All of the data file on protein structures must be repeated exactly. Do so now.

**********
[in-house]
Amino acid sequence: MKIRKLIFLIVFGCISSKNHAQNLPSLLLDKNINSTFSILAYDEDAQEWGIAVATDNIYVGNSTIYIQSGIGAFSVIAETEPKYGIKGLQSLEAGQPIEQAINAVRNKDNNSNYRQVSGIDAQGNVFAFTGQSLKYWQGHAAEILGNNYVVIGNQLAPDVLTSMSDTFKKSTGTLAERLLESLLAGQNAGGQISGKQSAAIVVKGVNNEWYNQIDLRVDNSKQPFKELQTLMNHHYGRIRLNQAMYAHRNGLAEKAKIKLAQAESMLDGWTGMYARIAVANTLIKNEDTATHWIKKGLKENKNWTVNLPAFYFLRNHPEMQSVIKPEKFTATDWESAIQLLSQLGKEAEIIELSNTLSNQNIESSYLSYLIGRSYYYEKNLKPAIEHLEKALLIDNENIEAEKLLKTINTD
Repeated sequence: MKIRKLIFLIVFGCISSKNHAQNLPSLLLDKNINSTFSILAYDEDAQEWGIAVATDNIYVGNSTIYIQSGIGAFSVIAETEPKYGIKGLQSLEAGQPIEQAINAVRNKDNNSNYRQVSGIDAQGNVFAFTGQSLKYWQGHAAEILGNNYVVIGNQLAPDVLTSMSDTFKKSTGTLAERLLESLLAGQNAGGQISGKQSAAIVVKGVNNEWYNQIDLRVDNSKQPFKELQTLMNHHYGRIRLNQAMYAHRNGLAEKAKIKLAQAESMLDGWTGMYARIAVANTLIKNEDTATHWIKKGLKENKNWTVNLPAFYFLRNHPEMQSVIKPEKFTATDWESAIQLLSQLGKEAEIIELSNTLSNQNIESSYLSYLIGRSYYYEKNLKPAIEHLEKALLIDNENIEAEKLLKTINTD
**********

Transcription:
[in-house]
Amino acid sequence: MKIRKLIFLIVFGCISSKNHAQNLPSLLLDKNINSTFSILAYDEDAQEWGIAVATDNIYVGNSTIYIQSGIGAFSVIAETEPKYGIKGLQSLEAGQPIEQAINAVRNKDNNSNYRQVSGIDAQGNVFAFTGQSLKYWQGHAAEILGNNYVVIGNQLAPDVLTSMSDTFKKSTGTLAERLLESLLAGQNAGGQISGKQSAAIVVKGVNNEWYNQIDLRVDNSKQPFKELQTLMNHHYGRIRLNQAMYAHRNGLAEKAKIKLAQAESMLDGWTGMYARIAVANTLIKNEDTATHWIKKGLKENKNWTVNLPAFYFLRNHPEMQSVIKPEKFTATDWESAIQLLSQLGKEAEIIELSNTLSNQNIESSYLSYLIGRSYYYEKNLKPAIEHLEKALLIDNENIEAEKLLKTINTD
Repeated sequence: MKIRKLIFLIVFGCISSKNHAQNLPSLLLDKNINSTFSILAYDEDAQEWGIAVATDNIYVGNSTIYIQSGIGAFSVIAETEPKYGIKGLQSLEAGQPIEQAINAVRNKDNNSNYRQVSGIDAQGNVFAFTGQSLKYWQGHAAEILGNNYVVIGNQLAPDVLTSMSDTFKKSTGTLAERLLESLLAGQNAGGQISGKQSAAIVVKGVNNEWYNQIDLRVDNSKQPFKELQTLMNHHYGRIRLNQAMYAHRNGLAEKAKIKLAQAESMLDGWTGMYARIAVANTLIKNEDTATHWIKKGLKENKNWTVNLPAFYFLRNHPEMQSVIKPEKFTATDWESAIQLLSQLGKEAEIIELSNTLSNQNIESSYLSYLIGRSYYYEKNLKPAIEHLEKALLIDNENIEAEKLLKTINTD